Common Sense: What to do
We will not get rid of the Internet or computers. We should not ignore, however, the enlarging body of science that points to real threats to public health and, especially, our children’s safety and well-being. The best approach is precautionary. Reduce the risk by reducing the microwave emissions. It is our obligation as physicians and parents to protect our children. They are the future and our legacy.
- Remove wireless devices (white boards and routers) in schools in favor of wired connections and fiberoptic.
- If there is Wi-Fi, then give teachers the authority to turn it off when not in use or if they feel it is not necessary.
- Ban cell towers near or on schools.
- Limit screen time on computers.
- Limit or ban cell phone use in the class.
- Limit or ban cell phone use at home.
- Do not allow laptops to be placed on laps.
- Undertake independent scientific studies on Wi-Fi and computer use that look at acute and long-term health effects.
- Train teachers how to recognize symptoms of EMF reactions.
- Conduct meetings with parents and teachers to address this issue in each school.
Reprinted with permission by the Santa Clara County Medical Association
- The Shallows: What the Internet Is Doing to Our Brains. Nicholas Carr. 2010.
- Generation Y: The Internet’s effects on cognition and education. www.Triplehelixblog.com
- In-class laptop use and its effects on student learning. Carrie B. Fried. Sept 2006. http://www.mcla.edu/Academics/uploads/textWidget/3424.00018/documents/laptop_us e_in_the_classroom.pdf
- Banning Laptops in the Classroom: Is It Worth the Hassles? Kevin Yamamoto. http://intra.albanylaw.edu/cr/insttech/pdfs/laptopban.pdf
- Cognitive control in media multitasker. C. Nass. http://www.pnas.org/content/early/2009/08/21/0903620106.abstract
- Fetal radiofrequency radiation exposure from 800-1,900 MHz-rated cellular telephones affects neurodevelopment and behavior in mice. 2012. Aldad. http://www.ncbi.nlm.nih.gov/pubmed/22428084
- Effect of low level microwave radiation exposure on cognitive function and oxidative stress in rats. Deshmukh PS, 2013 April, Indian J Biochem Biophy. http://www.ncbi.nlm.nih.gov/pubmed/23720885
- Microwave radiation induced oxidative stress, cognitive impairment and inflammation in brain of Fischer rats. Megha. Indian J Exp Biol. 2012, Dec;50(12):889-96. http://www.ncbi.nlm.nih.gov/pubmed/?term=microwave+radiation+induced+oxidative +stress+fischer+rats+Megha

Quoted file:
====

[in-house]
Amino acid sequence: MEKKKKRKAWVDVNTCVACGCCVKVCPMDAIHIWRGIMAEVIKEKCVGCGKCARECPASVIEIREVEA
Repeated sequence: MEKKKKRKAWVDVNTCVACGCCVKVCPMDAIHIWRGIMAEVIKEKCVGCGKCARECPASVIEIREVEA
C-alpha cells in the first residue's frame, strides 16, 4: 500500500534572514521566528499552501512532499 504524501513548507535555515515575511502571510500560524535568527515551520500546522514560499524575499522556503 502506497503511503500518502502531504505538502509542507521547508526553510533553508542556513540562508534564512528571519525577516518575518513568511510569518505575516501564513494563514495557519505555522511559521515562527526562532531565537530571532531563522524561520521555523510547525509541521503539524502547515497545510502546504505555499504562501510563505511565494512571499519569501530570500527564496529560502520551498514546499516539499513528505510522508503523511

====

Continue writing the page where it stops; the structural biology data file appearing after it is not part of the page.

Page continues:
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- The effects of long-term exposure of magnetic field via 900-MHz GSM radiation on some biochemical parameters and brain histology in rats. Celikozlu SD. Electromagn Biol Med. 2012 Dec;31(4):344-55. http://www.ncbi.nlm.nih.gov/pubmed/22676902
- France Bans Wi-Fi From Schools—We Should All Do the Same. http://www.francesfox.com/france-bans-wifi-school/
- High Wired: Does Addictive Internet Use Restructure the Brain? Scientific American. June 17, 2011. https://www.scientificamerican.com/article.cfm?id=does- addictive-internet-use-restructure–brain
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- Rats Exposed to Cell Phone Microwaves Suffer Long-Term Memory Loss, According to New Study by University of Washington Researcher. http://www.sciencedaily.com/releases/1999/12/991202070403.htm
- Spatial memory and learning performance and its relationship to protein synthesis of Swiss albino mice exposed to 10 GHz microwaves. http://www.ncbi.nlm.nih.gov/pubmed/23952535
- Alterations of visual reaction time and short term memory in military radar personnel. http://www.ncbi.nlm.nih.gov/pubmed/23785684
- Relationship between cognition function and hippocampus structure after long-term microwave exposure. http://www.ncbi.nlm.nih.gov/pubmed/22998825
- Impairment of long-term potentiation induction is essential for the disruption of spatial memory after microwave exposure. http://www.ncbi.nlm.nih.gov/pubmed/23786183
- Influence of microwave radiation on synaptic structure and function of hippocampus in Wistar rats. http://www.ncbi.nlm.nih.gov/pubmed/17535652
- A aquaporin 4 expression and effects in rat hippocampus after microwave radiation. http://www.ncbi.nlm.nih.gov/pubmed/20137298
- Relationship between millimeter wave irradiation in pregnant mice and c-Fos protein expression in hippocampus and learning and memory functions in their offsprings. http://www.ncbi.nlm.nih.gov/pubmed/16405774
- Effects of 7 Hz-modulated 450 MHz electromagnetic radiation on human performance in visual memory tasks. http://www.ncbi.nlm.nih.gov/pubmed/12465659
- Data Security Is a Classroom Worry, Too. http://www.nytimes.com/2013/06/23/business/data-security-is-a-classroom-worry- too.html?pagewanted=all&_r=0